Deeper Learning is a relatively new term for a set of educational goals that have always been prized by the best educators. Also known as 21st Century Learning, Deeper Learning values content mastery, communication and collaboration, critical thinking and problem solving, the ability to self-direct, giving and receiving feedback in a constructive manner, and a healthy academic mindset.
For academic learning to matter in the real world, students need to be able to determine what knowledge and strategies they should apply in familiar and novel situations and to recognize why they have made those choices. They need to be able to reflect on the effectiveness of their chosen approach and revise their understanding of problem and solution where warranted.
Deeper Learning typically engages students with real-world situations in ways that traditional learning might not. This real-world engagement raises the stakes where literacy skills are concerned. Students with stronger literacy skills at all grade levels will be better able to self-direct, relying less on their teachers and more on the resources available to them.
Many of the literacy skills needed for Deeper Learning also align with the Common Core, including (but by no means limited to):
- Asking and answering questions about a text (e.g., who, what, where, etc.)
- Retelling a story and explaining what it means
- Recognizing the differing points of view held by different characters
- Discussing connections between different parts of a text (e.g., a series of events)
- Writing opinion pieces, informational or explanatory texts, and narratives
- Strengthening writing by revising and editing
- Analyzing various accounts of an event or topic and identifying similarities and differences
- Using information from a variety of print and/or digital sources to find answers quickly and efficiently
- Integrating information from multiple texts on the same topic
- Effectively using facts, sensory details, definitions, dialogue, description, transitional words, phrases, clauses, etc., in writing
- Conducting research using a number of sources, recalling relevant information, and drawing on evidence to build and present knowledge
- Writing regularly for extended time periods
- Citing evidence that strongly supports the analysis of a text
- Analyzing the way a modern work of fiction draws on traditional stories, myths, etc., to create a story that readers perceive as new
- Determining an author’s viewpoint and explaining how the author treats conflicting evidence or opinions
- Assessing arguments for soundness and sufficient evidence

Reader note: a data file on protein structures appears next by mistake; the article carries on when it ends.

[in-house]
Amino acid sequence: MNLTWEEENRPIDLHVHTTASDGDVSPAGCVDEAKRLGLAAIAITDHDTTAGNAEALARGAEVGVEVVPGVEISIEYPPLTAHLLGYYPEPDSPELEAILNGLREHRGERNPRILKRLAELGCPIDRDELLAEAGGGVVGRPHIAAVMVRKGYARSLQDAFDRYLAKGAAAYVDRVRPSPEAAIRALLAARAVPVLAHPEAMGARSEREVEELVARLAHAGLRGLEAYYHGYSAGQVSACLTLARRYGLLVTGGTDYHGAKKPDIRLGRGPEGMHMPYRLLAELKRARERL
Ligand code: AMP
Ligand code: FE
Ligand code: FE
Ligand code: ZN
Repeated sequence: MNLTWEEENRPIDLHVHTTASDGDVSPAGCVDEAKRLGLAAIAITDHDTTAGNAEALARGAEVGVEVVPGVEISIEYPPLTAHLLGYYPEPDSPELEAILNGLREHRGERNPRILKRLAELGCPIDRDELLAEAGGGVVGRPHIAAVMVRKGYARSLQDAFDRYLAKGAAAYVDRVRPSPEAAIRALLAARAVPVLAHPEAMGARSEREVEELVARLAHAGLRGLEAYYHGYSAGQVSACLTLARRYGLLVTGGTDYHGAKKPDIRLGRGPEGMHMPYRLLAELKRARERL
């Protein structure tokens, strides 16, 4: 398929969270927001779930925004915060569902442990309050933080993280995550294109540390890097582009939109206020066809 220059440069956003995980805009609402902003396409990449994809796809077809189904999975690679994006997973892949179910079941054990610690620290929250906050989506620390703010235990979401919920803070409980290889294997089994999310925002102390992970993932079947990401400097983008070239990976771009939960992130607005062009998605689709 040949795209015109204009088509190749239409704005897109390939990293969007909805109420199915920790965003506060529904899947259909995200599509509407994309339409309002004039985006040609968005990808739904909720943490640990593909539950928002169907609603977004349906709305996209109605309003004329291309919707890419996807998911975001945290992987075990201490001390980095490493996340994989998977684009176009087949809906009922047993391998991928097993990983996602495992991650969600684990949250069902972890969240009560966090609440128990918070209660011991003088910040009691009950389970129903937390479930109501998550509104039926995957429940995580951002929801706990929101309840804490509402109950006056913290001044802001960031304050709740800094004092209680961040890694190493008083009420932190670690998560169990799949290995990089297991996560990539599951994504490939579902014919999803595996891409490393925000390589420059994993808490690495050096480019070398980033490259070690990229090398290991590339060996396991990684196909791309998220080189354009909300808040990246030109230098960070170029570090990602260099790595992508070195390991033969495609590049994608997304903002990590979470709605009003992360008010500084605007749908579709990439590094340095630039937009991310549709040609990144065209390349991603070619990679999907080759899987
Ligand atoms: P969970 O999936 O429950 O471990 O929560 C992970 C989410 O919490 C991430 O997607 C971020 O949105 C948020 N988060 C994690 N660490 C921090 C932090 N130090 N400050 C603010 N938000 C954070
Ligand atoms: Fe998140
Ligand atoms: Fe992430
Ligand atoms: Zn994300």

- Building an argument, supporting it with solid reasons and pertinent evidence, and writing a well-reasoned conclusion
- Writing an entire composition in a formal style
- Considering the effect of an author’s choices (e.g., the setting, the way that characters are introduced and developed, etc.) on a text
- Evaluating the impact of specific word choices on meaning and tone, including words with multiple meanings
- Analyzing a text that requires the reader to understand that what is really meant is different from what is directly stated (e.g., satire, sarcasm, irony, or understatement)
- Developing claims and counterclaims evenhandedly, providing relevant evidence, and pointing out the strengths and weaknesses of both in a way that anticipates the audience’s knowledge level, concerns, and possible preconceptions
- Gathering information from a variety of authoritative print and digital sources; assessing the strengths and weaknesses of each source; avoiding overreliance on any single source; and presenting citations following a standard format
Today’s students face challenges unknown to previous generations. They must be able to filter an onslaught of information to decide what is relevant and what can be ignored. They have to learn how to communicate using an ever-growing variety of formats and media. Along with traditional essays, reports, and letters, today’s students need to learn how to write effective and appropriate emails, PowerPoint presentations, and video scripts. Self-directed learning might mean that even the youngest students are conducting independent research and learning how to judge the quality and authority of information sources and evidence.
New technologies, along with education trends like Deeper Learning, expand opportunities for students and give them new ways to succeed. But learners are also faced with new ways to fail. The reaches of “literacy” extend farther and deeper than ever before, and the consequences of illiteracy are dire. Every student deserves a toolbox of strong literacy skills to help them rise to meet today’s academic and real-world challenges.
For Further Reading: